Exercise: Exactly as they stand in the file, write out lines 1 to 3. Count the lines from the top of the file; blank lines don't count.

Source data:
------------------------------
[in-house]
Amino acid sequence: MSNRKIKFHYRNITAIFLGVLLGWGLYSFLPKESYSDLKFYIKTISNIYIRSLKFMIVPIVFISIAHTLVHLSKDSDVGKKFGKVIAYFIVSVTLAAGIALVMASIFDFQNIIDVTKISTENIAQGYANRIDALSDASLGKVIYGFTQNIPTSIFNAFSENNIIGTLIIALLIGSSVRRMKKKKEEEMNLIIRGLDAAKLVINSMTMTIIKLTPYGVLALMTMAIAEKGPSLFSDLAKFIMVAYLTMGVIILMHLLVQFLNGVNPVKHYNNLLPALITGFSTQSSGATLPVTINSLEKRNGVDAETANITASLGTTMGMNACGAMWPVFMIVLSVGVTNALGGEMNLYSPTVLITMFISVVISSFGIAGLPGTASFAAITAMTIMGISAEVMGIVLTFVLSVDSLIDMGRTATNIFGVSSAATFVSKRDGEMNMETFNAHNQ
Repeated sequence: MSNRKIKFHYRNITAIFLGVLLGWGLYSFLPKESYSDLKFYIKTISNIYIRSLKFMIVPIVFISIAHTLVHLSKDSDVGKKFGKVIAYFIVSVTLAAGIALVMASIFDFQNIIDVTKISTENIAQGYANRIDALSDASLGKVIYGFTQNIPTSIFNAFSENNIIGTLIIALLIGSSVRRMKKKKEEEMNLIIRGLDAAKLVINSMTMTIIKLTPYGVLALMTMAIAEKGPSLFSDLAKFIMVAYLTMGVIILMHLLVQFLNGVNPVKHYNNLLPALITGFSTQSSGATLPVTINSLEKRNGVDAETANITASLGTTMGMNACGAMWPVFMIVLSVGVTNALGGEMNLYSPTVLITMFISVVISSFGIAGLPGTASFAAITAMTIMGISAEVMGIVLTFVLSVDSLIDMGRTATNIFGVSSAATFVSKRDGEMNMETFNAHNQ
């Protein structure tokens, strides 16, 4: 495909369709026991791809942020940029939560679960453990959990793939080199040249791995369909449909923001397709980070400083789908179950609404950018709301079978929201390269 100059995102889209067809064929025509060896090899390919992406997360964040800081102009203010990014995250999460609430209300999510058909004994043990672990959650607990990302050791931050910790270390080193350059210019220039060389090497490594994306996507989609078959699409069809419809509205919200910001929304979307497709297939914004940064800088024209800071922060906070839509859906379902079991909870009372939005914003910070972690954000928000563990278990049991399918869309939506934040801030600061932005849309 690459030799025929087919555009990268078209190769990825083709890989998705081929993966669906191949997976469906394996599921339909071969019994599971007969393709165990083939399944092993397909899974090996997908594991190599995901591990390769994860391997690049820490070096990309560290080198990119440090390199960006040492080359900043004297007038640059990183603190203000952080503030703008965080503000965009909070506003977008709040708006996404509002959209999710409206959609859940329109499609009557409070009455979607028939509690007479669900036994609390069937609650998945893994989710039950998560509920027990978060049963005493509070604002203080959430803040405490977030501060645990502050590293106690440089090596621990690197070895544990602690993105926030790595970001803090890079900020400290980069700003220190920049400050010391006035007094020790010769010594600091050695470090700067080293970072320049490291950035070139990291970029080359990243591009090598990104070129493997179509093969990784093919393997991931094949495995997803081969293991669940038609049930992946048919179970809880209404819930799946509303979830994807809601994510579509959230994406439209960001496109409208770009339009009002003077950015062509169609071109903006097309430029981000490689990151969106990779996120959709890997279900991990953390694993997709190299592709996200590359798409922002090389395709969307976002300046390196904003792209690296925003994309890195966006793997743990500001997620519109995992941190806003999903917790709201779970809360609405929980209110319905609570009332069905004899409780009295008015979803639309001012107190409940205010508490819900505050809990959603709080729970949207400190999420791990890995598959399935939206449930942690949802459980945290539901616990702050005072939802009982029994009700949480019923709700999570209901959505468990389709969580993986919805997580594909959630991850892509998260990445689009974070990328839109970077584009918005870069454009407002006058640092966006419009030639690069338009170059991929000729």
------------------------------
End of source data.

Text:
[in-house]
Amino acid sequence: MSNRKIKFHYRNITAIFLGVLLGWGLYSFLPKESYSDLKFYIKTISNIYIRSLKFMIVPIVFISIAHTLVHLSKDSDVGKKFGKVIAYFIVSVTLAAGIALVMASIFDFQNIIDVTKISTENIAQGYANRIDALSDASLGKVIYGFTQNIPTSIFNAFSENNIIGTLIIALLIGSSVRRMKKKKEEEMNLIIRGLDAAKLVINSMTMTIIKLTPYGVLALMTMAIAEKGPSLFSDLAKFIMVAYLTMGVIILMHLLVQFLNGVNPVKHYNNLLPALITGFSTQSSGATLPVTINSLEKRNGVDAETANITASLGTTMGMNACGAMWPVFMIVLSVGVTNALGGEMNLYSPTVLITMFISVVISSFGIAGLPGTASFAAITAMTIMGISAEVMGIVLTFVLSVDSLIDMGRTATNIFGVSSAATFVSKRDGEMNMETFNAHNQ
Repeated sequence: MSNRKIKFHYRNITAIFLGVLLGWGLYSFLPKESYSDLKFYIKTISNIYIRSLKFMIVPIVFISIAHTLVHLSKDSDVGKKFGKVIAYFIVSVTLAAGIALVMASIFDFQNIIDVTKISTENIAQGYANRIDALSDASLGKVIYGFTQNIPTSIFNAFSENNIIGTLIIALLIGSSVRRMKKKKEEEMNLIIRGLDAAKLVINSMTMTIIKLTPYGVLALMTMAIAEKGPSLFSDLAKFIMVAYLTMGVIILMHLLVQFLNGVNPVKHYNNLLPALITGFSTQSSGATLPVTINSLEKRNGVDAETANITASLGTTMGMNACGAMWPVFMIVLSVGVTNALGGEMNLYSPTVLITMFISVVISSFGIAGLPGTASFAAITAMTIMGISAEVMGIVLTFVLSVDSLIDMGRTATNIFGVSSAATFVSKRDGEMNMETFNAHNQ